I believe you: three powerful words for the chronically ill

I Believe You: three powerful words for the chronically ill

Sometimes, you feel alone in your suffering and misunderstood. Sometimes, all you need is someone to say they believe you…

I believe you. Those are three very powerful words.

When I put together my post on what you SHOULD say to your chronically ill friend, I received an email from Noa of the Memi Philosophy who suggested this simple phrase.

I didn’t include it. Not because it didn’t fit, but because it both required some context and was so powerful it inspired me to write a whole post about it.

First the context:

Saying I believe you at the wrong time could be extremely patronising.

For example, if, when I came out of my laparoscopic surgery and was diagnosed with Endometriosis, you had said: “I believe you,” I would be more than a bit pissed off

BUT. At the right time, those three words could bring someone back from the brink of despair.

I’m going to use my own medical history to give you examples of moments when: “I believe you,” would have brightened my world.

I Believe You!When “I believe you” has power

When I became quite suddenly ill with what turned out to be my ME.

I had scary new symptoms like numbness. The world was too bright. I couldn’t do anything but sleep. And my GP kept telling me my tests were normal like that meant I was all better.

Here. Now.

I believe you.

When I was sent to a neurologist who, after examining me, basically told me my illness was in my head, and left me to get on with it. And I tried to believe her. And I pushed my body. And it cried out in agony.

I believe you.

When I was being pushed by all the medical professionals and work to resume my normal duties and I knew it was too much but no one could see how hard it was just to get my feet through my front door every day.

I could feel my body was about to break but I kept telling myself it was just my imagination…if I just kept pushing maybe it would get better…

I believe you.

When the chronic hip bursitis started and my doctor swapped my opiates for anti-inflammatories and they gave me no relief.

I went to the pharmacy to ask what I could take with them, just for four days until I saw my doctor.

The pain stopped me sleeping. I would cry in agony until 4am and then get a few hours of broken sleep. I was desperate for some relief.

And the pharmacist said “you shouldn’t need to…” before telling me the answer.

I believe you.

When I was at my last appointment with the Rheumatologist who had just diagnosed me with Fibromyalgia and I told him how bad it was getting, especially during my period, and he told me “other women with Fibromyalgia report that.”

And I asked if there was anything else I could do to help the symptoms and he said: “You’re doing everything you should be,” with a smile, like I should be proud of being a good patient and managing it well.

And I burst into tears because I was hanging on by a thread. The only thing that had kept me going was the hope that he’d be able to do something to help ANY of my symptoms. And he didn’t seem to grasp how badly I was coping with constant chronic pain.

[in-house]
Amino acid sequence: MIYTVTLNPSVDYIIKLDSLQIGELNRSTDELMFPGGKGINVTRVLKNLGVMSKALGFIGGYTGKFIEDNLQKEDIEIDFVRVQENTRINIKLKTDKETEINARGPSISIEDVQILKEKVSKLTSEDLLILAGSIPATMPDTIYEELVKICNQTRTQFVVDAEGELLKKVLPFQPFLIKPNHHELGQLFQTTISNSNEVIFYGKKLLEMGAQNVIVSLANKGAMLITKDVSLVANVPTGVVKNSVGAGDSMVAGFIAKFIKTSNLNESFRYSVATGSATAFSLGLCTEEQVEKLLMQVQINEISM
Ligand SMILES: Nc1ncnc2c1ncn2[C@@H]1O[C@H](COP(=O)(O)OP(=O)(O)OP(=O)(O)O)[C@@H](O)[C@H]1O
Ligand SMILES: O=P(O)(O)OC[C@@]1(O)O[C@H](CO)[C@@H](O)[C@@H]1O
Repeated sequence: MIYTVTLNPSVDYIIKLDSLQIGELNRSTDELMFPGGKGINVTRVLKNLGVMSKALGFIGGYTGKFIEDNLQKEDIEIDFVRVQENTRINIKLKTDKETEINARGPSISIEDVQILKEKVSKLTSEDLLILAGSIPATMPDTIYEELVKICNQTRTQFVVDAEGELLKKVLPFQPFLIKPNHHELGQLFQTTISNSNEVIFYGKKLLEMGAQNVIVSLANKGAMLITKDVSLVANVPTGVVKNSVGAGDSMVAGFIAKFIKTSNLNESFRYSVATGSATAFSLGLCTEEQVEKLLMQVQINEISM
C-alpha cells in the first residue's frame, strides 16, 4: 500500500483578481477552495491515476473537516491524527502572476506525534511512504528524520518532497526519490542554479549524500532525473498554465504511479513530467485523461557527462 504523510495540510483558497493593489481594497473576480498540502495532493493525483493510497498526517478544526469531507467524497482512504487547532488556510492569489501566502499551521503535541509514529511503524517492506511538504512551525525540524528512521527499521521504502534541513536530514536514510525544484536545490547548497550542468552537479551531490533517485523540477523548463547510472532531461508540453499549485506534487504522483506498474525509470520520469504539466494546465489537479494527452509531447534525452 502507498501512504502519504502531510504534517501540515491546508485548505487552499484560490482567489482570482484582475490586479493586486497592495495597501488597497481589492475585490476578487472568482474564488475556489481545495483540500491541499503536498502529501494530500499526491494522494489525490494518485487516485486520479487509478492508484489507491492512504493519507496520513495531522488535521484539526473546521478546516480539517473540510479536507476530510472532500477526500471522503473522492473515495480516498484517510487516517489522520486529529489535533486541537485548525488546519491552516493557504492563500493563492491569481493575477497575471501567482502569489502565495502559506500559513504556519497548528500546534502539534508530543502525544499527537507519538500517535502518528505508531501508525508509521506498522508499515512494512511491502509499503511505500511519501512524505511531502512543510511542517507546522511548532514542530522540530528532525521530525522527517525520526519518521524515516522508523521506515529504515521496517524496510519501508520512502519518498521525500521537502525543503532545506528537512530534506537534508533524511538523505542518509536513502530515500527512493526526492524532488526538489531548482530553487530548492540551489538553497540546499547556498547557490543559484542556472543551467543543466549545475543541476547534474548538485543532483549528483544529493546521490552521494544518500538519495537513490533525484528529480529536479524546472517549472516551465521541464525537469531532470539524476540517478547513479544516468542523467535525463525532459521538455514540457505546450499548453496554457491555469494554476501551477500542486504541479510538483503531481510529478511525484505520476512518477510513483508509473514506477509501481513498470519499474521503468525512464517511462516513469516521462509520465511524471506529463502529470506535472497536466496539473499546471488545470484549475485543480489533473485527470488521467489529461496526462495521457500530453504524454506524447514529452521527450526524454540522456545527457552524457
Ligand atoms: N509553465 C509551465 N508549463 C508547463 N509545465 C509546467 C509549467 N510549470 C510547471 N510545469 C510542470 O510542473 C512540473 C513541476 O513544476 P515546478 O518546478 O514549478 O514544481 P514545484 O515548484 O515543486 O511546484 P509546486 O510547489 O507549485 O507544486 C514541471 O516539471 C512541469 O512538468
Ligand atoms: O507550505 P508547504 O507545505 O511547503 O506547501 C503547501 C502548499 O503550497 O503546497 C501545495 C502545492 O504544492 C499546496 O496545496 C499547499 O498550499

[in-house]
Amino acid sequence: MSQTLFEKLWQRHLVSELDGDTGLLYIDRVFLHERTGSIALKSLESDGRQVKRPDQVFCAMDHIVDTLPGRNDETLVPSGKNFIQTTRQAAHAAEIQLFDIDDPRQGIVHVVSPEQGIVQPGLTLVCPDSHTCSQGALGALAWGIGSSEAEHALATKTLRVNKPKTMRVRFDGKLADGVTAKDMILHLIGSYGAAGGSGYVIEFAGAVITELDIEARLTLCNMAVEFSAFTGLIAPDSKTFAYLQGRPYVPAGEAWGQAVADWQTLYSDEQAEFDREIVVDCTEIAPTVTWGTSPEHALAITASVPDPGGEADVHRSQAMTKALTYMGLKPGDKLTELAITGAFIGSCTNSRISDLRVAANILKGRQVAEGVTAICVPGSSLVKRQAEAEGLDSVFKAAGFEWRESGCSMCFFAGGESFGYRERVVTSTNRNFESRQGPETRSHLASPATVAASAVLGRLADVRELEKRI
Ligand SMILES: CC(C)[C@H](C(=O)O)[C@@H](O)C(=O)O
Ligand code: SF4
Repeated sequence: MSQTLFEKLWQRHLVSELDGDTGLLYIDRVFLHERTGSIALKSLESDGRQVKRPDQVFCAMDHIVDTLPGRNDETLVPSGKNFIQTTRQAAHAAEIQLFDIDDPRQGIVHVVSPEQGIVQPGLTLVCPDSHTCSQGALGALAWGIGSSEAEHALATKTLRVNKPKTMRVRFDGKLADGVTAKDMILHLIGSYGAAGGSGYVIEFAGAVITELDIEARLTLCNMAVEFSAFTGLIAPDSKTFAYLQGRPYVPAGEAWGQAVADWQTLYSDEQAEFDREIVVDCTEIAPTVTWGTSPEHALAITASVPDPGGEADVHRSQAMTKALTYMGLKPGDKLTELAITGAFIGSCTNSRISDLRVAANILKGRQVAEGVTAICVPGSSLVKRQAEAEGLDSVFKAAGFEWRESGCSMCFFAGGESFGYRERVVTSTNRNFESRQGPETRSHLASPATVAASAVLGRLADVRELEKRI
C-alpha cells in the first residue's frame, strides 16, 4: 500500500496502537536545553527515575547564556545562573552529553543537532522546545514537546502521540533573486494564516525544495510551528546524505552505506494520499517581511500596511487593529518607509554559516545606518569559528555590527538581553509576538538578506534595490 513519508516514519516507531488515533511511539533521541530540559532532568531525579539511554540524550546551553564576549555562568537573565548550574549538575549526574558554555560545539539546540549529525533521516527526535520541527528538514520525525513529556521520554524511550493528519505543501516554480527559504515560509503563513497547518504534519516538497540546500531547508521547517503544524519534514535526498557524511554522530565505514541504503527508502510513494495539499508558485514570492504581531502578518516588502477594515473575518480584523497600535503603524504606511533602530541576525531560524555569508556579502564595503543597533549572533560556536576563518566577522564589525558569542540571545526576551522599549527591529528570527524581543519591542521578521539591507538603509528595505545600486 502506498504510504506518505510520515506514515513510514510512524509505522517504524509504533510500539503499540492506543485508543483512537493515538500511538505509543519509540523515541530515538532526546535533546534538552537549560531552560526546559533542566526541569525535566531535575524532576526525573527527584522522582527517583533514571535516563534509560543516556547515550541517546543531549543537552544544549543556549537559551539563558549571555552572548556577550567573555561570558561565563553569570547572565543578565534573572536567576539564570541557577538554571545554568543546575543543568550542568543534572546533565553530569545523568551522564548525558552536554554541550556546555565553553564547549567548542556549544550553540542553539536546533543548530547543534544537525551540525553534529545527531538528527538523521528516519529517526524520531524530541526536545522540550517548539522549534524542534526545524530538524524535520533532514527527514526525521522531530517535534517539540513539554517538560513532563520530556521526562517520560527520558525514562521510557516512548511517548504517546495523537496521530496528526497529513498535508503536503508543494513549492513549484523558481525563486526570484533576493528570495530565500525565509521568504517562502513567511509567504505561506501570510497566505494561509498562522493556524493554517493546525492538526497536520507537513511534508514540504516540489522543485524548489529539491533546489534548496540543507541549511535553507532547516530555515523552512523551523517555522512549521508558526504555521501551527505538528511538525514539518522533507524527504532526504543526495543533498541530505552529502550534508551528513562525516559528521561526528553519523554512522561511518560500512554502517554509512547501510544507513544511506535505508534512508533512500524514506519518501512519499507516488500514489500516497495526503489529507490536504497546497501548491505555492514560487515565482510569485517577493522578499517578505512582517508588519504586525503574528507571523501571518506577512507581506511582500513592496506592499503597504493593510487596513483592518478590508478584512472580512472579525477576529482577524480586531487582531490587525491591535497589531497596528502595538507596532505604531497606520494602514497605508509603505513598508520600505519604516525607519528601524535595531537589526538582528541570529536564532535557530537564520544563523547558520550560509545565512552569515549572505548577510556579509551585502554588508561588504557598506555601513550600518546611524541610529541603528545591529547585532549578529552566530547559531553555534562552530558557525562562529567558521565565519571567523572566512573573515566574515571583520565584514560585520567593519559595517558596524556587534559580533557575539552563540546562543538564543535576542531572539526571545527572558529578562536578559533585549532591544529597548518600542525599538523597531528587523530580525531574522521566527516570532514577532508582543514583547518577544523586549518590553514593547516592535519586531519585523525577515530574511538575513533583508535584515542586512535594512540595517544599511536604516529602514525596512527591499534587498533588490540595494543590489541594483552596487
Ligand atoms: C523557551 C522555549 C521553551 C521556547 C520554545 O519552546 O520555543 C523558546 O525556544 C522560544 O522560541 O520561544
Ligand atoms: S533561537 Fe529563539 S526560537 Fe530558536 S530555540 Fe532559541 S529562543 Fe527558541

He rushed me out of him room to calm down and discharged me.


I believe you.

These words could save someone who is struggling to cope. Who is suffering in silence and can’t seem to get across just how awful their illness is and how hard it is to cope with.

And it doesn’t actually have to be the words: “I believe you”. It can be actions or words that show belief, some of which were suggested in my previous post.

Offer to help, to sit and listen, reassure them that their experience of their illness is real, because self-doubt can be really overpowering at times when you keep being told you’re okay when you’re not.

If you want to understand just how big a role self-doubt can play and the potential harmful effects in the choices we make, read my post on self-doubt here.

Now, I know this post has been a bit of a downer, it has for me writing it anyway! But what I want to get across is that the words: “I believe you,” can help so much when you’re going through anything like the examples above.

When you feel like the world is against you, like everyone is telling you you’re experience of your illness isn’t real or isn’t valid, someone reassuring you that you know your body and you are believed is a beautiful thing.

So.. to those lost in a world that doesn’t believe in their suffering, I say this to you: I BELIEVE YOU.

And if you reach out to the chronic illness community you will find many more who do too.

If you are the friend of someone going through this, please make it clear that you are there for them, you’re ready to listen, and that crucially, you believe them.

Lots of love from,

Laura’s Pen

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I believe you: three powerful words for then chronically ill
Photo by Matthew Henry on Unsplash
Laura Chamberlain

Laura is a writer blogging about living with chronic illness, namely Lyme Disease, Myalgic Encephalomyelitis (ME/CFS) and Fibromylagia.

She likes food, cats, bad jokes. Unfortunately, her boyfriend is allergic to the last two...


  1. Really loved this post and wish something like this was around when I was first diagnosed with ME and Fibromyalgia – it would have been so helpful to share with friends and family.

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